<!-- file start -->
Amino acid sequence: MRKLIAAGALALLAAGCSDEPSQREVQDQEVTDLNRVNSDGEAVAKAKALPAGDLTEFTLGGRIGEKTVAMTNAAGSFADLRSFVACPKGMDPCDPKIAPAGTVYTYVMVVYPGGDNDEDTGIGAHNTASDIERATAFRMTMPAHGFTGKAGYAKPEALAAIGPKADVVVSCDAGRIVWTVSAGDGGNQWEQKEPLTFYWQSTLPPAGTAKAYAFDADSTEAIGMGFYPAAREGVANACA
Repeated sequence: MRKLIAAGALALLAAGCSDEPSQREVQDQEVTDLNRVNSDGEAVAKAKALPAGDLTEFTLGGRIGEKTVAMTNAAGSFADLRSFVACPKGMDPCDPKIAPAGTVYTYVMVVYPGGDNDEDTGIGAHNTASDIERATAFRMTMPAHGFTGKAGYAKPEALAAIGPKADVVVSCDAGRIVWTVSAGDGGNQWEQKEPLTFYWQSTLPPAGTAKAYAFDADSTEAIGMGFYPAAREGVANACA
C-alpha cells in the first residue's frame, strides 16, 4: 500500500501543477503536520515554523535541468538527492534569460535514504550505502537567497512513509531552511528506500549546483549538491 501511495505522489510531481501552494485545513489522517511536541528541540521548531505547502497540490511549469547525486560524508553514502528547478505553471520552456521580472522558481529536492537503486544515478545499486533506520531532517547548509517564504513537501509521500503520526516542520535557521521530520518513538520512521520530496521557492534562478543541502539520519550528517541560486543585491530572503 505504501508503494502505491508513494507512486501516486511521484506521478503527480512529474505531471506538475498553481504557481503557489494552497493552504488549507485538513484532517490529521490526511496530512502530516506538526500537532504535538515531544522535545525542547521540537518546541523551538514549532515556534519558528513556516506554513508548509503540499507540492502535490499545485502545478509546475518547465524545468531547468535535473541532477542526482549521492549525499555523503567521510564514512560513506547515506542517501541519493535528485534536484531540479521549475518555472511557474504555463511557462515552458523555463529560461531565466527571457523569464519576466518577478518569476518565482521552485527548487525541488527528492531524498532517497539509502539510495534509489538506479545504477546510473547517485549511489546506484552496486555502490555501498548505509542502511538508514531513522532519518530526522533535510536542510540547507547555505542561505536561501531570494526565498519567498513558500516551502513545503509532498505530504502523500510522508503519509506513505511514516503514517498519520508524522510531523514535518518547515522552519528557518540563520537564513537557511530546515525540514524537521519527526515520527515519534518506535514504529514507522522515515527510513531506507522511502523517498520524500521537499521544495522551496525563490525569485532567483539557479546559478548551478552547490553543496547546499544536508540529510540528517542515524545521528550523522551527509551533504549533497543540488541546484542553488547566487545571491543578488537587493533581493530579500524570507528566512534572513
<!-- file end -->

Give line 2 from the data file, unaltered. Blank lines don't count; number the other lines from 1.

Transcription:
Repeated sequence: MRKLIAAGALALLAAGCSDEPSQREVQDQEVTDLNRVNSDGEAVAKAKALPAGDLTEFTLGGRIGEKTVAMTNAAGSFADLRSFVACPKGMDPCDPKIAPAGTVYTYVMVVYPGGDNDEDTGIGAHNTASDIERATAFRMTMPAHGFTGKAGYAKPEALAAIGPKADVVVSCDAGRIVWTVSAGDGGNQWEQKEPLTFYWQSTLPPAGTAKAYAFDADSTEAIGMGFYPAAREGVANACA